At one point, a long time ago, Dabney Coleman was the king shit.
You have to understand that at this time, Dabney Coleman was the definition of irascible authority figure. If you needed a tough bastard who deep down (often very very deep down) had a heart of gold, Dabney Coleman was your first and only choice. (Well, unless Howard Hesseman was available, but let’s face it, Howard Hesseman carries with him a streak of anti-authoritarianism that sometimes fails to work in establishment roles.)
But sometimes, you gotta stretch a bit.
Wait, they made Super Mario Brothers, and that’s kind of like a Donkey Kong movie. I retract my previous statement.
Regardless. Considering that the Cloak and Dagger videogame did not, as such, have a plot, the screenwriters basically went apeshit and put the actual video game in the movie as a plot element, using it to smuggle important spy document sorts of things. Henry Thomas (Elliot in E.T.) stars as the kid hero who daydreams of being a super-spy, adventuring alongside his hero, super-spy (and star of both roleplaying game and video game) Jack Flack. And of course, his ludicrous adventures turn awry when he actually stumbles upon a real spy conspiracy – and of course nobody believes him.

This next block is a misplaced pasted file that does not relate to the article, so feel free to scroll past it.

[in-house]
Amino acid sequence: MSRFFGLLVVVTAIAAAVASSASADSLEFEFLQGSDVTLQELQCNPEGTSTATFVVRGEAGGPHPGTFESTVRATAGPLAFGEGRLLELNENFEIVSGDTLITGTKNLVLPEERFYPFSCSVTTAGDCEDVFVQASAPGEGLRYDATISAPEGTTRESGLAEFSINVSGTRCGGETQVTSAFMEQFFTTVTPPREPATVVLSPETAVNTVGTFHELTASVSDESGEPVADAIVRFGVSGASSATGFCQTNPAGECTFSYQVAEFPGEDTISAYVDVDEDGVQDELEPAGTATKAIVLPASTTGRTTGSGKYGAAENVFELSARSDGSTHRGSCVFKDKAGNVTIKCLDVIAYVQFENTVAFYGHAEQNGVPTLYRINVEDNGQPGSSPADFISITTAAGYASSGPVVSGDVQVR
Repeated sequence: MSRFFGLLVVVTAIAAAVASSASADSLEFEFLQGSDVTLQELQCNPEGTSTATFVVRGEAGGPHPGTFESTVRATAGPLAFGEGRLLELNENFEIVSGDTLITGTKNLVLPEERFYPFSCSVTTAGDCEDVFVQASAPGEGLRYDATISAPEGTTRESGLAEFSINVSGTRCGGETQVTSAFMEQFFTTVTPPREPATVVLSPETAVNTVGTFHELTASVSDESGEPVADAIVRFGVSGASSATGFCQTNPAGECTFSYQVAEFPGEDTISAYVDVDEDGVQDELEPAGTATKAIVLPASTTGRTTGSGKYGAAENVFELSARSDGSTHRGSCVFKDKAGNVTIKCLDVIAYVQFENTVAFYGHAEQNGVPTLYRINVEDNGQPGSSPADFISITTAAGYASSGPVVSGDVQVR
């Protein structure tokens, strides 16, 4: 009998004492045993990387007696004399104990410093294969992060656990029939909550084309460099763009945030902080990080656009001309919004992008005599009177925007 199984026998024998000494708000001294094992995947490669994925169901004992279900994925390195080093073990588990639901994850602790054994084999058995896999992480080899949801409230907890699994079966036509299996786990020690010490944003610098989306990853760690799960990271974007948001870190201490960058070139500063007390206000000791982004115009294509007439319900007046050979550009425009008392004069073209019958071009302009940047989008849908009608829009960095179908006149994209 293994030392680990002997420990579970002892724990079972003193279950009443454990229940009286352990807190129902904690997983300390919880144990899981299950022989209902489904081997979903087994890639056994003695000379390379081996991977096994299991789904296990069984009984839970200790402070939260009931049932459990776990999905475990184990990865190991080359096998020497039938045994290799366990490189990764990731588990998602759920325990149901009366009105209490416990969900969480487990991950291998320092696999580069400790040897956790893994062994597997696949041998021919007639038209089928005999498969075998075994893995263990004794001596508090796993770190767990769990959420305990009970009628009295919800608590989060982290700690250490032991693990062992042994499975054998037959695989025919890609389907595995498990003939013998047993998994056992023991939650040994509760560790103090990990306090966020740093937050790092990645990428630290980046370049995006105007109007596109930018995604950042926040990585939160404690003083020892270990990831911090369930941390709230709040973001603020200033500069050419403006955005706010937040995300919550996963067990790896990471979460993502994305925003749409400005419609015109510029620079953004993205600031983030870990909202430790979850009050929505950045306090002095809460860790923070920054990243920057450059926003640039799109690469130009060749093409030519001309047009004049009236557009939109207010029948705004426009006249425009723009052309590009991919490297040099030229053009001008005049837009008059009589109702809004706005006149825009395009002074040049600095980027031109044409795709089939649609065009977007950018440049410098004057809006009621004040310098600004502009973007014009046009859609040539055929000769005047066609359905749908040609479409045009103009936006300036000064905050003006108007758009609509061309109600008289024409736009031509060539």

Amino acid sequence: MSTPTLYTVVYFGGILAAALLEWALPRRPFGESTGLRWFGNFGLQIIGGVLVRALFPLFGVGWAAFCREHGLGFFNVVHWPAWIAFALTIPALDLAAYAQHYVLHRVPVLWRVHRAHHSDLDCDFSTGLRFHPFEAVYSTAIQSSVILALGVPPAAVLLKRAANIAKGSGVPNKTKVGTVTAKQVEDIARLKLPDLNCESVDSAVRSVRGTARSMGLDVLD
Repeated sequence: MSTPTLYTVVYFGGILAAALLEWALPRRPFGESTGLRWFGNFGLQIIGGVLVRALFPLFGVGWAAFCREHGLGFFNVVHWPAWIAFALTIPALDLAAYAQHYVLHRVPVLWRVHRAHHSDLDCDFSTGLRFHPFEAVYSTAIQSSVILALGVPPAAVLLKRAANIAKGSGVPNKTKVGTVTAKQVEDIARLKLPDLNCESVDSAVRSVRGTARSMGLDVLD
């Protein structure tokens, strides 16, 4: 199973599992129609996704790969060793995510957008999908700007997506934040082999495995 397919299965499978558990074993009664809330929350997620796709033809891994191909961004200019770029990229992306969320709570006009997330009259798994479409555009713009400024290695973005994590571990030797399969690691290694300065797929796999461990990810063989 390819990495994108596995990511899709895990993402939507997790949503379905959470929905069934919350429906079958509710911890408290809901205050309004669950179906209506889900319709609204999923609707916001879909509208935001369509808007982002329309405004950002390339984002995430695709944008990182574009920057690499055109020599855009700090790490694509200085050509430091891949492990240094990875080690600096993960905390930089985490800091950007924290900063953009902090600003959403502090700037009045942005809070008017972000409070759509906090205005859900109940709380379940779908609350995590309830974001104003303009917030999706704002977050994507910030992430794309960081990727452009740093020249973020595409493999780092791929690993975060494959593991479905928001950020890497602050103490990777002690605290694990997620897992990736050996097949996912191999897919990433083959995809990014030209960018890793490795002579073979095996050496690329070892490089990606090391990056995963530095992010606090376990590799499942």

And Coleman – Coleman plays a double role, and it’s a brilliant turn – as both the boy’s father and as his fantasy of Jack Flack. The two roles play off each other perfectly, the sober responsibility of the father contrasting in just about every way with Ideal Boyhood Companion (and pretty much insane) Flack; Coleman switches roles easily and smoothly, never letting Flack and Dad coincide, even for a moment – which works out perfectly when Flack turns out to be, unsurprisingly, pretty much useless for anything serious and Dad has to go full-on enraged papa bear to save his son from the actual real terrorists.
It’s an excellent family movie, and one of the few good family-appropriate thrillers extant period. (It’s not exactly a genre that gets a lot of play, after all.) It’s exciting on its own merits, frequently a little bit scary (and I am a firm believer that there is nothing wrong with family movies being a bit scary). And it has Dabney Coleman in it. What more could you ask?